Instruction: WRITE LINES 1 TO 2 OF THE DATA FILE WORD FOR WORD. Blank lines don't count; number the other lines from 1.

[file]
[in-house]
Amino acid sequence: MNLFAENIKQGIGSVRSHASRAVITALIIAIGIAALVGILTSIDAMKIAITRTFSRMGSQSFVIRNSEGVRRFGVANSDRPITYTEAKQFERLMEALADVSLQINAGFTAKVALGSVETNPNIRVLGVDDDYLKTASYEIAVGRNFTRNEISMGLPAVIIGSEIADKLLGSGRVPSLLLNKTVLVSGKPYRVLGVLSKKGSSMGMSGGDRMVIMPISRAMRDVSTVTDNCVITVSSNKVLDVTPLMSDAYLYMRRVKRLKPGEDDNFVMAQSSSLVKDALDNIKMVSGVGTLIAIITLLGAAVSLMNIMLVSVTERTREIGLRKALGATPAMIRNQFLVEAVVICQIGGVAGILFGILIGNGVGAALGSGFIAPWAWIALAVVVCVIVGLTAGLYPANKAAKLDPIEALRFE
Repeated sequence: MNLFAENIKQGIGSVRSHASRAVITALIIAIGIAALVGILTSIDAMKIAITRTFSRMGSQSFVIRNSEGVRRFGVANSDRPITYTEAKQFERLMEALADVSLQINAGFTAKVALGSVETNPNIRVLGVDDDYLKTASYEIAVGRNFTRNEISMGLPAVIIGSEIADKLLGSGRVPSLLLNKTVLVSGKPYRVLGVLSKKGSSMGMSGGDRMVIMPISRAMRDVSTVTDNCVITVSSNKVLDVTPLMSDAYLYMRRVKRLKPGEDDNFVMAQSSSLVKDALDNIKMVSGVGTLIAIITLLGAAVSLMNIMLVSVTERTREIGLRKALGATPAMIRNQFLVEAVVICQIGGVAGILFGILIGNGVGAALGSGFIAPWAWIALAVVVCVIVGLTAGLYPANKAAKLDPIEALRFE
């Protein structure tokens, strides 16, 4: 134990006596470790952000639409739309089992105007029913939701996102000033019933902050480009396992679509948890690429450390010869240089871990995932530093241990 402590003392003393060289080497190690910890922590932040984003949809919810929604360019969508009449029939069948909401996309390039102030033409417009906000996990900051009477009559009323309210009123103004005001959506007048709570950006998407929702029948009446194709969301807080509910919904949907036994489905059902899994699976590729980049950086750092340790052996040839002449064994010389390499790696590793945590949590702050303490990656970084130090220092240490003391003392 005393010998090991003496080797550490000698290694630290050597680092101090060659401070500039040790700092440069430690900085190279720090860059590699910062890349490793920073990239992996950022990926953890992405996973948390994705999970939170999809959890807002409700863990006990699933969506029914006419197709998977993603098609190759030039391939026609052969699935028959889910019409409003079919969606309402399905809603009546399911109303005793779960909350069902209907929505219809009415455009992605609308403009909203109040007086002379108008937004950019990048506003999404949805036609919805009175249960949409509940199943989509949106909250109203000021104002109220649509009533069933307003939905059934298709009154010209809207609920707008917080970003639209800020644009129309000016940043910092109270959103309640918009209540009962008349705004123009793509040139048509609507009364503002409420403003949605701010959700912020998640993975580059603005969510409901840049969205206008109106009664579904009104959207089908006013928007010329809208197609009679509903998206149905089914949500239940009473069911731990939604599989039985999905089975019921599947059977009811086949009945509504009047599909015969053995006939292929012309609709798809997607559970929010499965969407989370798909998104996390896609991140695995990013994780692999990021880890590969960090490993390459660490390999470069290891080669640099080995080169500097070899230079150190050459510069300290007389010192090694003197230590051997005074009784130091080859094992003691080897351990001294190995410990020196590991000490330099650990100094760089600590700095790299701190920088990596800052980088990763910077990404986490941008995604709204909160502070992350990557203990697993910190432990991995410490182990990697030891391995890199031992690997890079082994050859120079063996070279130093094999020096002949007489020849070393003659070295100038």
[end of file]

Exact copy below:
[in-house]
Amino acid sequence: MNLFAENIKQGIGSVRSHASRAVITALIIAIGIAALVGILTSIDAMKIAITRTFSRMGSQSFVIRNSEGVRRFGVANSDRPITYTEAKQFERLMEALADVSLQINAGFTAKVALGSVETNPNIRVLGVDDDYLKTASYEIAVGRNFTRNEISMGLPAVIIGSEIADKLLGSGRVPSLLLNKTVLVSGKPYRVLGVLSKKGSSMGMSGGDRMVIMPISRAMRDVSTVTDNCVITVSSNKVLDVTPLMSDAYLYMRRVKRLKPGEDDNFVMAQSSSLVKDALDNIKMVSGVGTLIAIITLLGAAVSLMNIMLVSVTERTREIGLRKALGATPAMIRNQFLVEAVVICQIGGVAGILFGILIGNGVGAALGSGFIAPWAWIALAVVVCVIVGLTAGLYPANKAAKLDPIEALRFE